The Ring of Fire is the name given to a massive planned chromite mining and smelting development project in the mineral-rich James Bay Lowlands of Northern Ontario. The Ring of Fire development would impact nine First Nations, and potential developers are required to negotiate an Impact Benefit Agreement with these communities prior to development. The region is centred on McFaulds Lake, near the Attawapiskat River in Kenora District, approximately 400 kilometres northeast of Thunder Bay, about 70 kilometres east of Webequie, and due north of Marten Falls and Ogoki Post, which is near/on the west of James Bay.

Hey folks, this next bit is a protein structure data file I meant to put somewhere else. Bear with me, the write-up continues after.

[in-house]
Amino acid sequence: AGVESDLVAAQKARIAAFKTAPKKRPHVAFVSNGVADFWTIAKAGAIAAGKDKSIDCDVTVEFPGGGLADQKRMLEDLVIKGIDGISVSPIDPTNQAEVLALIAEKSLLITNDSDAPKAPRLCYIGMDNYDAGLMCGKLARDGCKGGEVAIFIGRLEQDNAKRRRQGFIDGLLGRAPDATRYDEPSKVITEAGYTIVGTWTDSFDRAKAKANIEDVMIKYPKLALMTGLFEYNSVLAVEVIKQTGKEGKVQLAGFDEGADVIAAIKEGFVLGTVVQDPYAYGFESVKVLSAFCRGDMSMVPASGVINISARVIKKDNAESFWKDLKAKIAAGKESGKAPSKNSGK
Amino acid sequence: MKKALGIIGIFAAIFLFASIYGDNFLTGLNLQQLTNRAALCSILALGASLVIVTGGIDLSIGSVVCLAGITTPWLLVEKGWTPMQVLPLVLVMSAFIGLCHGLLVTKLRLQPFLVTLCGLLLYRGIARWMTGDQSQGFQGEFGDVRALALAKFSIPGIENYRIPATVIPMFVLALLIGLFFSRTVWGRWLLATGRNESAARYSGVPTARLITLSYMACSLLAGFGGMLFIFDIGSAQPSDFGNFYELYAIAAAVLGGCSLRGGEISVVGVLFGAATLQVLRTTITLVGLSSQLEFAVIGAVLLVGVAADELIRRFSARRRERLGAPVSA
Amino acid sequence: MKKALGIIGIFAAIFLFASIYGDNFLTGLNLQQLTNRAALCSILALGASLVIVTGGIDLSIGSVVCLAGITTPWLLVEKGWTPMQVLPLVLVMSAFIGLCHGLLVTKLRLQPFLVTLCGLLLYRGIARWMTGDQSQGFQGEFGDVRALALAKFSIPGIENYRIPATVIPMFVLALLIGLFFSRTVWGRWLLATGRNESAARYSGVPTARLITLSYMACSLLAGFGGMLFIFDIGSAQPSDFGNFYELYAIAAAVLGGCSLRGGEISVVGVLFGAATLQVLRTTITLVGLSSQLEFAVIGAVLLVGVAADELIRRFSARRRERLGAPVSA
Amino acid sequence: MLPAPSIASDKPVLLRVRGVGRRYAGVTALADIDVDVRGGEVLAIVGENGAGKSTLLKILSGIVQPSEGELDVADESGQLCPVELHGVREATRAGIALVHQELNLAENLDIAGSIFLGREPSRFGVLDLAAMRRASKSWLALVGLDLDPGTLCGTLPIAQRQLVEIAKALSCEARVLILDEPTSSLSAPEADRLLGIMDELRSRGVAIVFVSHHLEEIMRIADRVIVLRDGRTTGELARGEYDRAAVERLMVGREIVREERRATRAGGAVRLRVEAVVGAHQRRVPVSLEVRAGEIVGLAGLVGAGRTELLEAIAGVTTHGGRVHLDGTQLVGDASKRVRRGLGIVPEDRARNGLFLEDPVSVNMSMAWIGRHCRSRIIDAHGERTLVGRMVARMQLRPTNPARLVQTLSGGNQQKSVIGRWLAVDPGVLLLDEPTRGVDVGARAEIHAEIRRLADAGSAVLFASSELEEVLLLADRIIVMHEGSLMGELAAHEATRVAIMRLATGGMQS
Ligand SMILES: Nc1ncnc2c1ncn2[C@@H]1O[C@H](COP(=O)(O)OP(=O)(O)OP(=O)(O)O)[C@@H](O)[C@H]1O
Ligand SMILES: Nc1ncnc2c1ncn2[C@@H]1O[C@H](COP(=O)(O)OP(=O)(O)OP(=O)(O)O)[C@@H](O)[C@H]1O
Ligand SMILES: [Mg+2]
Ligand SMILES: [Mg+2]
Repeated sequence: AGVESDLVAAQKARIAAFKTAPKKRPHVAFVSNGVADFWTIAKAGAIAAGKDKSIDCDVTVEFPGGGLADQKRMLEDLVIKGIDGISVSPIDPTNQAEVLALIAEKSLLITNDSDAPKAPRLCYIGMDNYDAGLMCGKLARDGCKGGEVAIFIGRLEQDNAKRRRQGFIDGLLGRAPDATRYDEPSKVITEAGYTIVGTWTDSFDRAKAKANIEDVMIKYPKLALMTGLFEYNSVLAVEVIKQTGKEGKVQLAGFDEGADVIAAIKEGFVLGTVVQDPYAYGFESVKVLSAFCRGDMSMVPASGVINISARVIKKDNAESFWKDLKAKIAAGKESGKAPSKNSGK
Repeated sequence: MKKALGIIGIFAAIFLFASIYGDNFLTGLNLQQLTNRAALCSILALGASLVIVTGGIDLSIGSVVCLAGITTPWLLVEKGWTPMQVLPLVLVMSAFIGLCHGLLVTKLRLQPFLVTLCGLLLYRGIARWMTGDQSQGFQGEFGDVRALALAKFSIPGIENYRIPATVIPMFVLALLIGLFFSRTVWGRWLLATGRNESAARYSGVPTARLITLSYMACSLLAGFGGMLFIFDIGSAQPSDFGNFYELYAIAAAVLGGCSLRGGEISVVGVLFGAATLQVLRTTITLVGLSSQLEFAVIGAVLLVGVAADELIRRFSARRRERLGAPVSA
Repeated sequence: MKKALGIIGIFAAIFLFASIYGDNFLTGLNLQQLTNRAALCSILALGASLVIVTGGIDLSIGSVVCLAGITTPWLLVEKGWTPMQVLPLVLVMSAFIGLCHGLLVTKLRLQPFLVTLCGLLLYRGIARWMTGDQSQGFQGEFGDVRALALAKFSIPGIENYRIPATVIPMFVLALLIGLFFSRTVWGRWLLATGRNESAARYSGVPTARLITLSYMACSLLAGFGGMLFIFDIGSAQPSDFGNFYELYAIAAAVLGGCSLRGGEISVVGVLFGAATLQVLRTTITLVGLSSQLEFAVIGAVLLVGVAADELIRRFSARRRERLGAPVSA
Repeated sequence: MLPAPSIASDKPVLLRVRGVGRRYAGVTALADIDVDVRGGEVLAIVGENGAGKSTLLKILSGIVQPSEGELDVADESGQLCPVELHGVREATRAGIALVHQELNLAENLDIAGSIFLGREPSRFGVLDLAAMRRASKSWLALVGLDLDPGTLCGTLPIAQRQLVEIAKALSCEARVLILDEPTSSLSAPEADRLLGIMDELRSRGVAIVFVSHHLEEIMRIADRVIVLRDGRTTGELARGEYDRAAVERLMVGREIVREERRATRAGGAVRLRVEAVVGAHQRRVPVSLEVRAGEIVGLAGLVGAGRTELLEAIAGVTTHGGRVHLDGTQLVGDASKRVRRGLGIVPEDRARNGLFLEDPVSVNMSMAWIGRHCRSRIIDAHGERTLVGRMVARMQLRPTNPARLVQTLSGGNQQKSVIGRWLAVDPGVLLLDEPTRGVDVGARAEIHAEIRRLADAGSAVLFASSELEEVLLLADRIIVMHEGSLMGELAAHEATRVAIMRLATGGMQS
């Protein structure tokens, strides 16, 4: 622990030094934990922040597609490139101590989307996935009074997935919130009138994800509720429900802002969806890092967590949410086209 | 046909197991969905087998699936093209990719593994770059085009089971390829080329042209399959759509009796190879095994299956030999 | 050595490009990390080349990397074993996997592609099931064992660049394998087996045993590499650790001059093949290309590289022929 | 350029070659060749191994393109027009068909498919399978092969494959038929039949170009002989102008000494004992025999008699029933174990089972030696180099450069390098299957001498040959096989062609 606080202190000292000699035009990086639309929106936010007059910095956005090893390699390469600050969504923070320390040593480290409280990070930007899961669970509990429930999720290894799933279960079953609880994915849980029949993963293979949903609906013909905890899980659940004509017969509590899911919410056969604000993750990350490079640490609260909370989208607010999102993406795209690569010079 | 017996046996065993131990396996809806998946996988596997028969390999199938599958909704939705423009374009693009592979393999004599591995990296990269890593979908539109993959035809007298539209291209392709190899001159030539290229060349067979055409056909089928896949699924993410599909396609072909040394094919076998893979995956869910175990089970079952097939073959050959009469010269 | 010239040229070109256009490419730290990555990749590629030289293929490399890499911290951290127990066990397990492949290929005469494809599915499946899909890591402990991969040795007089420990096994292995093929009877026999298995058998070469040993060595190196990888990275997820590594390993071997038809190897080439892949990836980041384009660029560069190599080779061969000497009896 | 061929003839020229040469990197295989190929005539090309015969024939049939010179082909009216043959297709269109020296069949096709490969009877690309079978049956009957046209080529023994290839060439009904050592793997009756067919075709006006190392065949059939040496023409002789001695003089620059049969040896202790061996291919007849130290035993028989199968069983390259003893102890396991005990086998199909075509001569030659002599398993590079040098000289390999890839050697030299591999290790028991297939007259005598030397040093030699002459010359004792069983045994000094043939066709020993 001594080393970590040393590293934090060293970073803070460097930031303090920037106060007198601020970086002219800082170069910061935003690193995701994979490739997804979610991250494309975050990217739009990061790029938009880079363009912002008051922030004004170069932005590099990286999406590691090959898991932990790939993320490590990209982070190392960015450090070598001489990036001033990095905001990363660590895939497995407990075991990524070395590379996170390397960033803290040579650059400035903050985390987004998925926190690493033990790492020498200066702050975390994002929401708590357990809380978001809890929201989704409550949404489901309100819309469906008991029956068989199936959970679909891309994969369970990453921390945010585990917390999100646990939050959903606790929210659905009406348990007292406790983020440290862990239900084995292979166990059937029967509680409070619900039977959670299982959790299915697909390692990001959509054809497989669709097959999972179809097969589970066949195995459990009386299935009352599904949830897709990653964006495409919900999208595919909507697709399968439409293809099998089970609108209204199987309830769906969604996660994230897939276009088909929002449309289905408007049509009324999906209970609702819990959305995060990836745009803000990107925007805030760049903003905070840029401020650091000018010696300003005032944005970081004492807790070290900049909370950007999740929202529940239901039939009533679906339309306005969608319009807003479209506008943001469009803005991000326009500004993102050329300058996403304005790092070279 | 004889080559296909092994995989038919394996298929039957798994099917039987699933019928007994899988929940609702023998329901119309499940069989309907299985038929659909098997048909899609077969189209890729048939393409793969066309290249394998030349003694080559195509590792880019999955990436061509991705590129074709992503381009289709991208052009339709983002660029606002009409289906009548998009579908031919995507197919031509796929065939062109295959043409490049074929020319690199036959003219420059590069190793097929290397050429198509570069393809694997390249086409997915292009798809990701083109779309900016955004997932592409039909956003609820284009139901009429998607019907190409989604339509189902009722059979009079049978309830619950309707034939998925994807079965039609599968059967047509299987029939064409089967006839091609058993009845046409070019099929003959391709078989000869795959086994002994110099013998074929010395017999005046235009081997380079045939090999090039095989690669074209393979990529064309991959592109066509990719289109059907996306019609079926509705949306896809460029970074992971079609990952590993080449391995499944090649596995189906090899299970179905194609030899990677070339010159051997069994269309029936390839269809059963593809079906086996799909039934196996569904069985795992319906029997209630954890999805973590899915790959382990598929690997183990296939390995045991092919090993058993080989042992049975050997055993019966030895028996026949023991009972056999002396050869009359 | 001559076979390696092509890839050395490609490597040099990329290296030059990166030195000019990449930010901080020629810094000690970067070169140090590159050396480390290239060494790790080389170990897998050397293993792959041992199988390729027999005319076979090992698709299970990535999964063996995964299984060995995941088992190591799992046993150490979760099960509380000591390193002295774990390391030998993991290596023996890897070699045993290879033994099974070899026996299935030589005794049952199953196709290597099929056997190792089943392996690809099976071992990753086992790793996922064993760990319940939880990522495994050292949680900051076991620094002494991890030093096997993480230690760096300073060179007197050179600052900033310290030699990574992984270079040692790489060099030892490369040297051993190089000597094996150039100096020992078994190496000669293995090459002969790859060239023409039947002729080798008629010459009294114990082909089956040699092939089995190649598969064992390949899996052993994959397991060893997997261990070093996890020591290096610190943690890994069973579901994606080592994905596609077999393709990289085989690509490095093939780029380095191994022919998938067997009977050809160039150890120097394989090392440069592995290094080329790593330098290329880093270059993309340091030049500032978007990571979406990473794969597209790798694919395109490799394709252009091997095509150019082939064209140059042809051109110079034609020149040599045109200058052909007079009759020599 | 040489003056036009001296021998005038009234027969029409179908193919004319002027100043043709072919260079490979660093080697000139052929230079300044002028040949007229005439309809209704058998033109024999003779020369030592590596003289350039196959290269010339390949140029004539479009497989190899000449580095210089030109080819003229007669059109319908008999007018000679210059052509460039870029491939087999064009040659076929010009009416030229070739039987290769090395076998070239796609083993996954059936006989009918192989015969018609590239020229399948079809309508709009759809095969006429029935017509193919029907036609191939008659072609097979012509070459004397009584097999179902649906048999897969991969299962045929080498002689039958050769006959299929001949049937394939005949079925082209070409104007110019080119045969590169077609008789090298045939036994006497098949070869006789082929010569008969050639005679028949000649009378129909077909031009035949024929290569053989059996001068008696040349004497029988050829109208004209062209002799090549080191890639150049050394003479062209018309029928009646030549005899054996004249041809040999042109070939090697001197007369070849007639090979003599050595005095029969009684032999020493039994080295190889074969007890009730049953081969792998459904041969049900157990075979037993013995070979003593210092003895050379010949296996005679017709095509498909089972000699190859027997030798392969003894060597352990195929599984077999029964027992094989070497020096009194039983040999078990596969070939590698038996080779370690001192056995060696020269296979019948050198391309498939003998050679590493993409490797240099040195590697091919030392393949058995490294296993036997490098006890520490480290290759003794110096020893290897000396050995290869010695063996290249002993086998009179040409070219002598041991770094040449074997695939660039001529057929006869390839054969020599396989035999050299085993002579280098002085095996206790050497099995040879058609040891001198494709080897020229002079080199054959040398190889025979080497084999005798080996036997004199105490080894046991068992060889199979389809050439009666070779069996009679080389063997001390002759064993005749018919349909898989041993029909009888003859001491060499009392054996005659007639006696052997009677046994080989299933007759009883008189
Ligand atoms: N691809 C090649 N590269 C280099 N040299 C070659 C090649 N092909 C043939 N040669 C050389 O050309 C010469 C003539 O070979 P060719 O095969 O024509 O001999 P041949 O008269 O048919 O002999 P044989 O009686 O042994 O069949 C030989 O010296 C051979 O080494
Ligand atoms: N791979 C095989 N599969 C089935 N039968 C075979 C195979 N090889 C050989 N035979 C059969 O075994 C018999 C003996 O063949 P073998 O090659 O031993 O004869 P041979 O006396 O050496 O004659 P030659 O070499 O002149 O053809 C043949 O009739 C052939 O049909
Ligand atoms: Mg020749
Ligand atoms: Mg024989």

The Ring of Fire was named when the first significant mineral finds were made in the region, by Richard Nemis, after Johnny Cash's famous country and western ballad. Nemis, the founder and president of Noront Resources, was a lifelong fan of the singer. By the fall of 2011, the Ring of Fire was considered "one of the largest potential mineral reserves in Ontario" with "more than 35 junior and intermediate mining and exploration companies covering an area of approximately "1.5 million hectares." Although the Ring of Fire crescent covers 5,000 square kilometres, most discoveries made by 2012 were within a small, 20 kilometres long strip. Ontario's Minister of Northern Development, Mines and Forestry Michael Gravelle called the region "home to one of the most promising mineral development opportunities in Ontario in more than a century." Tony Clement, Canada's Treasury Board President and the FedNor minister responsible for the Ring of Fire, claimed it will be the economic equivalent of the Athabasca oil sands, with a potential of generating $120 billion. Clement says the Ring of Fire represents a "once-in-a-life opportunity to create jobs and generate growth and long-term prosperity for northern Ontario and the nation." Challenges facing the development of the Ring of Fire mineral include lack of access to the remote region, infrastructure deficits such as roads, railway, electricity and broadband, First Nations land rights, and environmental issues in the James Bay Lowlands, the "third largest wetland in the world"." Clement was looking to business, not the federal government, to invest "in power and transportation infrastructure to develop the deposit."
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